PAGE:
8 Ways Your Potty-Training Toddler Is Trying To Say "Hang In There"

by Steph Montgomery

I’m not going to sugar-coat things: potty training is the goddamn worst. In fact, not only is it one of the worst parts of parenting, it's the worst thing you'll ever experience in your entire life. But when I stop and think about the experience, co-mingled with the seemingly endless accidents and failed attempts at bribery, there are so many ways your potty-training toddler is trying to say "hang in there" while you contemplate just how awful it would be to send your kid to college with a package of diapers.

And you totally should hang in there. It will get better. Today, your potty-training toddler might pee their pants at Target, or worse, in their car seat. And yes, today they might decide to poop in the corner of the living room, under the dining room table, or pretty much anywhere that’s not the toilet. They might totally refuse to use public restrooms, delay bedtime, and finally tell you they have to go as soon as you get them strapped into their car seat. But one day, and maybe even tomorrow, they will start to stay dry all day and all night, ask you for big kid underwear, and finally poop in the damn toilet. As they meet these milestones, you will believe a bit more each day that you are doing OK, and that some day you might get to join them in a potty celebration dance.

So as someone who has been through potty training hell twice I can tell you that this, too, shall pass — literally and figuratively. I promise that the chances are high your child won't be using pull-ups when they start middle school, and probably won't poop in the corner of their college dorm room. Parenting is hard, you guys, but moms are strong as hell. Even your potty-training toddler knows that you’re up for the job. You've just got to listen, and they will tell you.

When They Tell You They Have To Go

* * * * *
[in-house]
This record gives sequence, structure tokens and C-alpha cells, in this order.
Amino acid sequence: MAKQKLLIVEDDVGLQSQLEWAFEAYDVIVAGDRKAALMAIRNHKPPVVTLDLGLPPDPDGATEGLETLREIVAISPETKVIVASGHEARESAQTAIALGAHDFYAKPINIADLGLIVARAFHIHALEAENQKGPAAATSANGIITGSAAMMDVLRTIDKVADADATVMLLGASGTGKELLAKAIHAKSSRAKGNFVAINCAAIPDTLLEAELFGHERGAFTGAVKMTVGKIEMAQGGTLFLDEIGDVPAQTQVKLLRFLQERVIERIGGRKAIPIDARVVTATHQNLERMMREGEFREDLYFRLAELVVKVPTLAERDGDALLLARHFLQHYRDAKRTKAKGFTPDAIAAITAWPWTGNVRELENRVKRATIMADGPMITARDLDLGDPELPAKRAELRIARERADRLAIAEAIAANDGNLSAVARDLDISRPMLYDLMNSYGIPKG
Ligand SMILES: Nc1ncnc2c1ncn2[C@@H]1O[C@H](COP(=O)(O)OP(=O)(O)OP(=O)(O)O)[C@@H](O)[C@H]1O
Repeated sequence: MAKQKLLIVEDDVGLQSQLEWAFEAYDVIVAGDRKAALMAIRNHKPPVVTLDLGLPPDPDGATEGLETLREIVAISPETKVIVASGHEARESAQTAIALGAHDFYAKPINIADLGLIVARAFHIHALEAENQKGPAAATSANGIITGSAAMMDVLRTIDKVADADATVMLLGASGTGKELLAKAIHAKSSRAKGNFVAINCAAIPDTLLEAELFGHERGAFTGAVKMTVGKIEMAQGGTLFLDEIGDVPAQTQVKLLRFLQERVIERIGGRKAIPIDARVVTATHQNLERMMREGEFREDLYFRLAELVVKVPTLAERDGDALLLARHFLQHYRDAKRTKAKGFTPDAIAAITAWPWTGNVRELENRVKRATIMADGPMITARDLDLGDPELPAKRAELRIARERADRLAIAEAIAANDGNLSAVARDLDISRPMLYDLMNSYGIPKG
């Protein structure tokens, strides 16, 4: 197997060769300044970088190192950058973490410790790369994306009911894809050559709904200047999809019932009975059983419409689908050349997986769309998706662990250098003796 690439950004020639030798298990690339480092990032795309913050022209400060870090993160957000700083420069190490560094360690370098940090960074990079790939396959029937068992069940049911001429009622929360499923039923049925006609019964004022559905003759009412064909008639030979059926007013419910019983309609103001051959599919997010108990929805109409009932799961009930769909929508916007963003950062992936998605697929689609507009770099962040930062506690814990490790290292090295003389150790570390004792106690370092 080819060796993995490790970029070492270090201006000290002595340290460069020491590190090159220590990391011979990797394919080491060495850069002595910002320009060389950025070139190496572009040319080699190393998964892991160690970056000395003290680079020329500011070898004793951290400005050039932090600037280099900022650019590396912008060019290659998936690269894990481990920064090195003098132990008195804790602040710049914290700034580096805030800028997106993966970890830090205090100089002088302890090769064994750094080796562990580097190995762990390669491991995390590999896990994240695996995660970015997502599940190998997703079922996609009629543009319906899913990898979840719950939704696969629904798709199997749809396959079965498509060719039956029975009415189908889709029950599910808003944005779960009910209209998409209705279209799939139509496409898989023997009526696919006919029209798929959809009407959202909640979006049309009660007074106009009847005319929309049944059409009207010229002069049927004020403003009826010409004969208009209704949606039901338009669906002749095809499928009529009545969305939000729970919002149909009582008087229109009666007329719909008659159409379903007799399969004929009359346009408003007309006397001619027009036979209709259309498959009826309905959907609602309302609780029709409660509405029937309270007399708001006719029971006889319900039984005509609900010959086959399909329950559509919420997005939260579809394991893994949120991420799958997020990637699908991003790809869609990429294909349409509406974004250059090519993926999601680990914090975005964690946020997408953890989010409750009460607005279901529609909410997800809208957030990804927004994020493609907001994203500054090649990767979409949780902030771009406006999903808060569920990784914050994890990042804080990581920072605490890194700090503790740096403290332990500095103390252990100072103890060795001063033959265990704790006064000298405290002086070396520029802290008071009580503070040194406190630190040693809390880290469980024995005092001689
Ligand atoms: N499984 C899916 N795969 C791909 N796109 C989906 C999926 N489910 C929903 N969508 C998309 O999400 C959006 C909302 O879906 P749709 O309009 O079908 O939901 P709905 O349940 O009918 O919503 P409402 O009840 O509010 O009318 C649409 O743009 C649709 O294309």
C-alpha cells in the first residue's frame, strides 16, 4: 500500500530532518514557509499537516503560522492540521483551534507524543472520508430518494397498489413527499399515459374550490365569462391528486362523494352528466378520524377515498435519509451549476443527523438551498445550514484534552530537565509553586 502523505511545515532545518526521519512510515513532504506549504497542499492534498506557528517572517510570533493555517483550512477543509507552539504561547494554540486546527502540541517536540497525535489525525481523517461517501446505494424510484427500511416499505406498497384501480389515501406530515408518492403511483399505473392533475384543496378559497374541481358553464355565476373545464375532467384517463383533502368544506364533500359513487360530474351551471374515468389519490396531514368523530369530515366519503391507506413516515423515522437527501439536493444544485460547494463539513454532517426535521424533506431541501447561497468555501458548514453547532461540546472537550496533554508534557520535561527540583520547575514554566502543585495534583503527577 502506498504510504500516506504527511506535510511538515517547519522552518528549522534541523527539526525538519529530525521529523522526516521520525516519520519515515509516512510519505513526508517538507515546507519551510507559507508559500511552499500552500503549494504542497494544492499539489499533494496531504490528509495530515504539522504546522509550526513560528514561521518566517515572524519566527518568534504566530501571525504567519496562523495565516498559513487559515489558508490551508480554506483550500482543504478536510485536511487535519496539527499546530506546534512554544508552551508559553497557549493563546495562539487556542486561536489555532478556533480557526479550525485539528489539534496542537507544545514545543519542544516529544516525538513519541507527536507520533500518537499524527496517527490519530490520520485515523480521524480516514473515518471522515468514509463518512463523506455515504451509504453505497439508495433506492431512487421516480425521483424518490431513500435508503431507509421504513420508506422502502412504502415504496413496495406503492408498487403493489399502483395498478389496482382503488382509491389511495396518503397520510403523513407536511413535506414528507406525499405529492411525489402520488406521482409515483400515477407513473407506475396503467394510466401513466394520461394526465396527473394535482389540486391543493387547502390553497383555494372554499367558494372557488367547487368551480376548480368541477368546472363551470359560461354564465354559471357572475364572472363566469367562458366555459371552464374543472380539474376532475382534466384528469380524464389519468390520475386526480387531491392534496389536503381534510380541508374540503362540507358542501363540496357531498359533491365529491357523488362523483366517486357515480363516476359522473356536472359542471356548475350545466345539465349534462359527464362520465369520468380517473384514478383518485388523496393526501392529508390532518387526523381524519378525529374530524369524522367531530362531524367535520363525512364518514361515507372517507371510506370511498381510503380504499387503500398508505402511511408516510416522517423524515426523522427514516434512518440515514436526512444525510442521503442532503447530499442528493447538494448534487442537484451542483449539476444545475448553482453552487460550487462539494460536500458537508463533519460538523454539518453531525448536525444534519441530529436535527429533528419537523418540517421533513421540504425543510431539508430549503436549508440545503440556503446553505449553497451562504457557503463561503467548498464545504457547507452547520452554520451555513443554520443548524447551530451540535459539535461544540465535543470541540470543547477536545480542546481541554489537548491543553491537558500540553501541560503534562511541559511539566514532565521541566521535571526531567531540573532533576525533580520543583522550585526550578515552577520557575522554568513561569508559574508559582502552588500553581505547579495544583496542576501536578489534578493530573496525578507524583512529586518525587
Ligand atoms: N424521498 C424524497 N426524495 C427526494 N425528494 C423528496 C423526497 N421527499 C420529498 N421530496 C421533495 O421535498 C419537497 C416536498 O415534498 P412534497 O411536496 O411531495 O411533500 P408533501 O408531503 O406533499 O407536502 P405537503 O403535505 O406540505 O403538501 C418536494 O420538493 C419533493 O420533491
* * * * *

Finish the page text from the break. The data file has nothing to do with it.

When a toddler says "I have to go potty" it can mean one of two things. Meaning number one: "I don't want to go to bed, and I know that mommy will let me use the bathroom even if I only manage to dribble a single drop of pee in the potty." Meaning number two: "I have to go, I can feel it, and I am actually letting you know before I have an accident."

Hang in there. Number two will happen.

When They Wake Up Dry

Having a toddler wake up with wet pajamas every night gets old pretty damn fast. So much pee. So much laundry. The first time they wake up dry, you can't help but think you are past the worst part and just might survive.

When They Give You A High Five

With my kids, potty training felt like a fight more often than not. So when they successfully used the potty chair or toilet, and then came to give me a high five, I felt like a potty-training goddess.

When They Clean Up Their Own Accident

All of the potty training guides I read instructed me to not make a big deal about accidents and to calmly instruct my children to clean up their mess and change their clothes. That all sounds great in theory, and until you are actually faced with a pee- or poop-covered toddler. The first time they help you clean up the mess will feel pretty awesome, like you are a team and not on opposing sides.

When They Ask For Big Kid Underwear

When I was potty training my first kid I tried a wide variety of potty-training strategies, including bribery, letting her run around commando for a few days, and setting a timer to let her know when to go. But for her, the biggest incentive ended up being trading in her diapers for "big kid underwear." When she asked me, I sort of felt like we'd passed the last hurdle, and we totally had.

When They "Hold" It Until You Get Home

There's nothing worse than hearing "I have to go potty" when you are 10 minutes from home and there's no place to stop in between. I take that back, cleaning a pee-soaked car seat is worse. So when your kid actually manages to avoid peeing their pants, and make it to the bathroom in time, you will feel like they are telling you that they can do it. Hang in there.

When They Finally Poop In The Toilet

Teaching my kids to pee in the toilet and teaching them to poop in the toilet ended up being two entirely different lessons with two entirely different timelines. When my kids finally pooped, I wanted to throw a parade or light off fireworks. In case you are wondering, for my daughter it was a stool, and for my son it was sitting backwards on the toilet, that made the difference.

When They Do The Potty Dance

Potty training your toddler is totally worth celebrating, and nothing feels better than your toddler mastering a new skill and then doing something adorable, like a potty dance, to let you know that you helped them get there. Actually, by the time we got past the hard parts of potty training, my kids using the potty was enough to make me want to dance.

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